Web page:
Enough. I can’t take this anymore.
This post might feel more like a rant than anything. Perhaps it will come across as too negative or whiny. And I will be judged accordingly. That’s fair.
I’m just tired of seeing blogging, one of the most powerful and effective tools to market your business, brutally abused and assaulted.
Amateur bloggers and online business owners are always telling me how they’re too intimidated to start their own blogs.
Not only do they have no idea how to start a blog, but they’re not even sure if they should bother starting one at all. And one of their biggest complaints rattles around in my head and keeps me awake at night.
“I hate reading blogs.” – Frustrated Blog Reader
And you know what? They’re 110% right.
The blog reading experience sucks. The majority of blogs are terrible. They ignore the needs and desires of their readers, force antiquated “marketing” strategies and obsess over nothing more than making a cheap buck.
“Marketers ruin everything.” – Gary Vaynerchuk
These so-called bloggers have tainted the art of blogging.
If you’re about to start a blog, or have started one recently, please learn from these people. More specifically, learn what not to do.
You have a massive opportunity to disrupt the blogosphere and gain tons of readers and followers simply by putting the readers’ experience above all else. (I know, what a novel idea right?)
These are the 10 biggest blogging mistakes that will make you look like an amateur:
Monetizing your blog with ads
Guys, it’s 2019. (and counting… #evergreencontent)
How in the world are you still trying to monetize your blog with ads?
Ads are bad. They trash your beautiful blog, annoy your visitors, torpedo your website’s performance and pay mere pennies.
Even Google is warning you that, if you don’t follow their very specific rules to the T, they’re going to drop the SEO hammer on you.
How many more reasons do you need?
I get it, you want to make money off your blog. We all do. But running ads is not the way to do it.
Using popups (of any kind)
Google’s next all-out assault is on the notorious popup. You know, those obnoxious little boxes that pressure you into giving them your email the second you land on their page.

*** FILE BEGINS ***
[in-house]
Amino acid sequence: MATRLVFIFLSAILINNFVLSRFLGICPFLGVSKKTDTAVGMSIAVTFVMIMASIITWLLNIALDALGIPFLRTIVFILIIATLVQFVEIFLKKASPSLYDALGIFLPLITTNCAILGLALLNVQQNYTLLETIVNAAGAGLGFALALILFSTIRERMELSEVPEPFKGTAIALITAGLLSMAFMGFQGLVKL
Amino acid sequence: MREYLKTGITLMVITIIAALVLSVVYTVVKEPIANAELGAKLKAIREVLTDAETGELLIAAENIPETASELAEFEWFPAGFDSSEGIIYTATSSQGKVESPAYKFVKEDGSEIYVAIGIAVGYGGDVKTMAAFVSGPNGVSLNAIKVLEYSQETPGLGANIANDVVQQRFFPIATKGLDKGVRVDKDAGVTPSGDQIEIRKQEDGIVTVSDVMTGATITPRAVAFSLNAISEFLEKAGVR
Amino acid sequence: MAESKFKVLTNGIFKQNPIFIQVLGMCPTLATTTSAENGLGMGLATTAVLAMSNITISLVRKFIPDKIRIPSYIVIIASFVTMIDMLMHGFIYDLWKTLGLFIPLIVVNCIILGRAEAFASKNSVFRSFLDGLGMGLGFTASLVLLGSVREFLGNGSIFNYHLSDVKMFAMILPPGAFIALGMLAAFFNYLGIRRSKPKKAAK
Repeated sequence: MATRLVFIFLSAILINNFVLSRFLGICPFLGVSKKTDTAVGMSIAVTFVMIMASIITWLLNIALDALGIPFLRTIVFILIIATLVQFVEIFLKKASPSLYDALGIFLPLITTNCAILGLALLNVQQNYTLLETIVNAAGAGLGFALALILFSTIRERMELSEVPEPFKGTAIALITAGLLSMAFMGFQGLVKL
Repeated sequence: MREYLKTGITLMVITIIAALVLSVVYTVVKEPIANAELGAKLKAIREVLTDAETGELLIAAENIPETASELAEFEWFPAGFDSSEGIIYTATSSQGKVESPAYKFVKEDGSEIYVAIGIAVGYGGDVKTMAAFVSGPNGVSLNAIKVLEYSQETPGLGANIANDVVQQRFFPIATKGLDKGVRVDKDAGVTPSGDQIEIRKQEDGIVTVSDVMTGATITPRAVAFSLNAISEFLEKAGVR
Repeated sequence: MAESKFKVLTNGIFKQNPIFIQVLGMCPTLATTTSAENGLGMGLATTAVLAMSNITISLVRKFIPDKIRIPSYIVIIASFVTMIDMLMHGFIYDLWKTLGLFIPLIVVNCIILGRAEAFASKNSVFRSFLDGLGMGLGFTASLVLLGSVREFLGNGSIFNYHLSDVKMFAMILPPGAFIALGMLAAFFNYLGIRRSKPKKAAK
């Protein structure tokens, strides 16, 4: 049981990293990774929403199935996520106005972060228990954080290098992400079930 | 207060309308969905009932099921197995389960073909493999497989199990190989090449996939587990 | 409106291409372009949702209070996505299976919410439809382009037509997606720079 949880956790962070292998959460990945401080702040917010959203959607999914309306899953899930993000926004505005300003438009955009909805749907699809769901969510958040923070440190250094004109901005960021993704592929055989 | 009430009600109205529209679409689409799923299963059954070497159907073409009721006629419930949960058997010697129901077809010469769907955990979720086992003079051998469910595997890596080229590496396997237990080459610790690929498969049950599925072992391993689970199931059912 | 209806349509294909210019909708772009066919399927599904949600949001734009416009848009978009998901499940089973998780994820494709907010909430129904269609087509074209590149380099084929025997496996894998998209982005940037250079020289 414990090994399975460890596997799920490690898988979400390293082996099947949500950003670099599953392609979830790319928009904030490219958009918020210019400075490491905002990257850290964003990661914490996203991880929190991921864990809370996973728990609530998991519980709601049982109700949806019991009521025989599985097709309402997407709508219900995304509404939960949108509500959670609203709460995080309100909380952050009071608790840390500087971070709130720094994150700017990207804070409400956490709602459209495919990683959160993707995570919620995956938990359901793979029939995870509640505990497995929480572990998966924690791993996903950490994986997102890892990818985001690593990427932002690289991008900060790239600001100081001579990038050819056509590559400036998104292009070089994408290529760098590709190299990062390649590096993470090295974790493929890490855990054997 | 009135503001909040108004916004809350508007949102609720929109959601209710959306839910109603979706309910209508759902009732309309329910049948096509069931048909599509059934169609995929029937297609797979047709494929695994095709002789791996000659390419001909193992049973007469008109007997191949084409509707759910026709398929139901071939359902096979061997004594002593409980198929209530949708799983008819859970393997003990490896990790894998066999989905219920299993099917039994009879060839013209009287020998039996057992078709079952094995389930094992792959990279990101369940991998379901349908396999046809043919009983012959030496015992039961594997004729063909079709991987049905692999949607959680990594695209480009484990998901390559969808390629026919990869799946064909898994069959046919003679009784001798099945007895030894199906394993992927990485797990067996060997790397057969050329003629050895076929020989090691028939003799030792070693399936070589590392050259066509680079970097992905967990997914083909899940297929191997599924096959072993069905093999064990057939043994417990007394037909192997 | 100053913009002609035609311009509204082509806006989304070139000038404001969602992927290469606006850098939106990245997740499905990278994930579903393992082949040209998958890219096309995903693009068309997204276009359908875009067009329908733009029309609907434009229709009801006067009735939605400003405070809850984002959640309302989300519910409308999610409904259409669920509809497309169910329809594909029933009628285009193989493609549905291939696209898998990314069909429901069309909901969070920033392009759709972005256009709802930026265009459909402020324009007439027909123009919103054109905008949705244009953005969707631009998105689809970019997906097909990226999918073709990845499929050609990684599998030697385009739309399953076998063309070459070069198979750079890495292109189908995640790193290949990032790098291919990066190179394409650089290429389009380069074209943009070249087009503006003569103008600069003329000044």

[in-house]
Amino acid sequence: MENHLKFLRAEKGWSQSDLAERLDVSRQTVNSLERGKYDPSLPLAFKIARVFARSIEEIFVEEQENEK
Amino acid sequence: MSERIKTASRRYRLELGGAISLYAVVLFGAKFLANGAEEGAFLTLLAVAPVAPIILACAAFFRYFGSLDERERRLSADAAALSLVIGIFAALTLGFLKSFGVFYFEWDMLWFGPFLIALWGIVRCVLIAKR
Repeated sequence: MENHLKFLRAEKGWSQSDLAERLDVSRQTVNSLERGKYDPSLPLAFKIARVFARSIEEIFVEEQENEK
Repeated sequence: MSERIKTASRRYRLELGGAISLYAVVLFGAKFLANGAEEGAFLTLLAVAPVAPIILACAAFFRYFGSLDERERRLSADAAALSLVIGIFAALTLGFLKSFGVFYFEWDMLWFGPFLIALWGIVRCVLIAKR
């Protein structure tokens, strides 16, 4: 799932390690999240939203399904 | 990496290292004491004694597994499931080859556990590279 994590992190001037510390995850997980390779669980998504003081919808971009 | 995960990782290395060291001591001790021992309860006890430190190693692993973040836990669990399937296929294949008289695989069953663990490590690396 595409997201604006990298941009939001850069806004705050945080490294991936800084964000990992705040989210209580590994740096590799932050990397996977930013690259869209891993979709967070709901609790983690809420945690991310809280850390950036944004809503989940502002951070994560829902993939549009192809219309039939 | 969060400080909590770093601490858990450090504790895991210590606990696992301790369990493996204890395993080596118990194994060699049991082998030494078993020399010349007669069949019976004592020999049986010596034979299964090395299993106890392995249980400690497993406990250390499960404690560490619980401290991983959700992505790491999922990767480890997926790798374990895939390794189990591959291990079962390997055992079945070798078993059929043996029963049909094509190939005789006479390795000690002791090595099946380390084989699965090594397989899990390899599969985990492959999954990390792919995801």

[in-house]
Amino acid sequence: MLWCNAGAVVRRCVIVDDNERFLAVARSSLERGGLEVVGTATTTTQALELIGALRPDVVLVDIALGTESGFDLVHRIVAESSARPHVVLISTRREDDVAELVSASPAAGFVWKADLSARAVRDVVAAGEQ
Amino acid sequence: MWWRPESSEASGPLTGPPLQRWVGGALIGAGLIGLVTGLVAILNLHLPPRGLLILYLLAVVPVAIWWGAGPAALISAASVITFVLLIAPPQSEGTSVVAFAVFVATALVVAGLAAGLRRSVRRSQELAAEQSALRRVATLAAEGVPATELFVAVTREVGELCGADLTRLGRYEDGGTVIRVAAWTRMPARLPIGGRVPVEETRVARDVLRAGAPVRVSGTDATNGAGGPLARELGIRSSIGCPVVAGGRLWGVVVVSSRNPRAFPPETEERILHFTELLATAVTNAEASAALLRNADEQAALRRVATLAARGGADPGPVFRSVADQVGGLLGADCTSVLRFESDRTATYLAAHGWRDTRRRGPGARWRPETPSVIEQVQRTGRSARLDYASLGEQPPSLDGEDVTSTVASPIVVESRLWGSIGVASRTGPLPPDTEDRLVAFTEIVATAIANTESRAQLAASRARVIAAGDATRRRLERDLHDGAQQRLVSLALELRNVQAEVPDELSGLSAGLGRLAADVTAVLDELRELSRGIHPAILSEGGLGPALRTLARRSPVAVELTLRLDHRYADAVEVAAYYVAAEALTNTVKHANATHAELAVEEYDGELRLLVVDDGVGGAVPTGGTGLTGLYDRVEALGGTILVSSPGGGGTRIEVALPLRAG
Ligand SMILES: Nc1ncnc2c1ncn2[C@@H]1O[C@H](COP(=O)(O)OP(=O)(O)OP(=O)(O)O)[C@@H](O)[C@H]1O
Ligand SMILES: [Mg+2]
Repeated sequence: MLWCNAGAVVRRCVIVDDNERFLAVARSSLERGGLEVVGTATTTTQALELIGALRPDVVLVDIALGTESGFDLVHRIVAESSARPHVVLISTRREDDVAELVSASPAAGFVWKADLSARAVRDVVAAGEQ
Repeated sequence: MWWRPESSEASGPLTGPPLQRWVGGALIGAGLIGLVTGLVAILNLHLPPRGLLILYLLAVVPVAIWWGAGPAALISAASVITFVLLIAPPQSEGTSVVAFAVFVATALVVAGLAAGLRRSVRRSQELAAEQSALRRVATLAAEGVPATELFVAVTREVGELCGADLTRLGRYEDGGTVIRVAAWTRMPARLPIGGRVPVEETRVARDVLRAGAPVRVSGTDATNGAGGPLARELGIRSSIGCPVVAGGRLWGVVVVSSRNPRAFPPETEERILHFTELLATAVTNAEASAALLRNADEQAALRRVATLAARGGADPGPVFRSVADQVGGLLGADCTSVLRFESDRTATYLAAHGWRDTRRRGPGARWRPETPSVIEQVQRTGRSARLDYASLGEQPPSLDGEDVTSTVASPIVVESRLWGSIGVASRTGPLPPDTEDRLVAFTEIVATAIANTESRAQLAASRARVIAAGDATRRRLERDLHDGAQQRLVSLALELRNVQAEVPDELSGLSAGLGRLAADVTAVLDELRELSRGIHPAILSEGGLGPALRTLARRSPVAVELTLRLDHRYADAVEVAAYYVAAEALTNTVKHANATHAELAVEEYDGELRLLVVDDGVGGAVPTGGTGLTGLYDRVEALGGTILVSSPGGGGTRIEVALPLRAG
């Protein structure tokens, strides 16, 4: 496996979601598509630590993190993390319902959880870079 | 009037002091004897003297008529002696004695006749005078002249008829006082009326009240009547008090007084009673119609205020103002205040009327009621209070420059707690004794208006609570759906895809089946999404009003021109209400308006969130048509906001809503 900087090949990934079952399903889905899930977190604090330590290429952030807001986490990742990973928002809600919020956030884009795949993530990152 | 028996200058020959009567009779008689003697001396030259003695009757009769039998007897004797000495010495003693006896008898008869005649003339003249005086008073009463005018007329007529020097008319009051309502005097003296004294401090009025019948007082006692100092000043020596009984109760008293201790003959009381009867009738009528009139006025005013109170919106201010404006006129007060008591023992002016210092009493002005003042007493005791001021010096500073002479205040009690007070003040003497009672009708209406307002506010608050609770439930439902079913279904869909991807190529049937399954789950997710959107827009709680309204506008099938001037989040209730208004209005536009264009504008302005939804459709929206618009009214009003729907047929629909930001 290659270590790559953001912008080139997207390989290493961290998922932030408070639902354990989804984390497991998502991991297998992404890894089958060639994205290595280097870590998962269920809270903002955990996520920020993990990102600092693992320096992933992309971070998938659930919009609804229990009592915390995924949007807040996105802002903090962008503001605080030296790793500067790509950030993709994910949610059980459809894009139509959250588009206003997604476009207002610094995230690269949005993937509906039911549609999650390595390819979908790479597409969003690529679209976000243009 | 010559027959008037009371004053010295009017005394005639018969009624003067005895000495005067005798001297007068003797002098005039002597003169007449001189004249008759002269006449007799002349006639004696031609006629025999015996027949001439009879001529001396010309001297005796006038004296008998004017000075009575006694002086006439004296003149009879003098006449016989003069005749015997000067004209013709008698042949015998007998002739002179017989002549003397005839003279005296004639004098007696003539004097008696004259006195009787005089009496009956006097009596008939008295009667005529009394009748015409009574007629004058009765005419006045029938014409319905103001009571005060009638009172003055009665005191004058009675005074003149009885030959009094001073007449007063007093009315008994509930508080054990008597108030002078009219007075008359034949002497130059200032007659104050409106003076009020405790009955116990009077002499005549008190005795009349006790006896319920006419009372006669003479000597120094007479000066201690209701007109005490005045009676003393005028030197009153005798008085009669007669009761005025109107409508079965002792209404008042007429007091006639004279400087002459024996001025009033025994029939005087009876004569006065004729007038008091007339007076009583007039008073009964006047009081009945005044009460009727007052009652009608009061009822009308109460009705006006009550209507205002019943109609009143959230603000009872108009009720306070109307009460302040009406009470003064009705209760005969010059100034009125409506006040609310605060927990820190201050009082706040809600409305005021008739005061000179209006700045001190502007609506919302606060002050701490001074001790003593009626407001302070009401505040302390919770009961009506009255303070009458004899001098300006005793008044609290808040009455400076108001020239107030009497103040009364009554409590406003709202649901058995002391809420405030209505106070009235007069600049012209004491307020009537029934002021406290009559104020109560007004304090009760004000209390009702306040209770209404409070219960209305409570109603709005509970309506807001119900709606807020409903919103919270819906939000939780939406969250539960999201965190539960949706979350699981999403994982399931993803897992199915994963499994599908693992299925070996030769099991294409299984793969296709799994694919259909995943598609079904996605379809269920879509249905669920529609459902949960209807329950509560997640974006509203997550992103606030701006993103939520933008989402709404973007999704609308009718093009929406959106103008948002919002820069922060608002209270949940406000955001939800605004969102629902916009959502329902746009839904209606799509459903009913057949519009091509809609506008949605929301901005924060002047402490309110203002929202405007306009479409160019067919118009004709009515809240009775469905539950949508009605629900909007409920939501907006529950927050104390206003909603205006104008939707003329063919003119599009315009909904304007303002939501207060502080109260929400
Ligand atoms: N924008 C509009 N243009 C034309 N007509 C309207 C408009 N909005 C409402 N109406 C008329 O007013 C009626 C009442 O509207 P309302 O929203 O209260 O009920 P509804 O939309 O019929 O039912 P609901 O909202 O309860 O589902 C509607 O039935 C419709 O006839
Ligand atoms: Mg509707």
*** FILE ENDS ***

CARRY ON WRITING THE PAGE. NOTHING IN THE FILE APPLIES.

Popups are right up there with ads. They completely destroy your blog’s user experience in exchange for a paltry 2% conversion rate. (In fact, 5% is considered wildly successful!)
On top of that, the majority of those people will end up unsubscribing within a few weeks anyway. And then an additional chunk of people will simply ignore what you send them or miss it because it ends up in their spam folder.
Yah, sounds like a super successful sales funnel right there…
Gating your best content
Raise your hand if you’ve given a blogger your email in exchange for a “super-duper incredible mind-blowing ebook that will explode your business and turn you into the most attractive human being on the planet” only to be incredibly underwhelmed once you received it.
I’m pretty confident that if you were all in front of me right now, I’d be able to crowd surf for days.
It is stunning to me how frequently bloggers under-deliver on over-hyped promises.
I wrote an ebook for my blog. I created a custom landing page for it. I integrated it into many of my blog posts. And then I gave it away.
I did not lock it behind an email opt-in. In fact, I didn’t ask for anything in return. I simply put a CTA at the end of my ebook with all of my contact info, and told people to get in touch with me if they need anything.
Do you know how many people reached out to me and thanked me for this simple little ebook? Many of these people ended up becoming some of my most loyal fans and subscribers.
Treating email “marketing” as the Holy Grail of the Blogdom
Heads up… email marketing is dying.
I am very much in the minority on this take. I’m well aware.
One of the most incorrect assumptions that continues to circulate around the blogosphere is that “email is the only marketing channel that you own”.
This is 100% false. You don’t own a dang thing.
Do you know how much email has changed over the years? It is a communication channel that continues to evolve and adapt, just like all of the social networks that bloggers love to compare it to.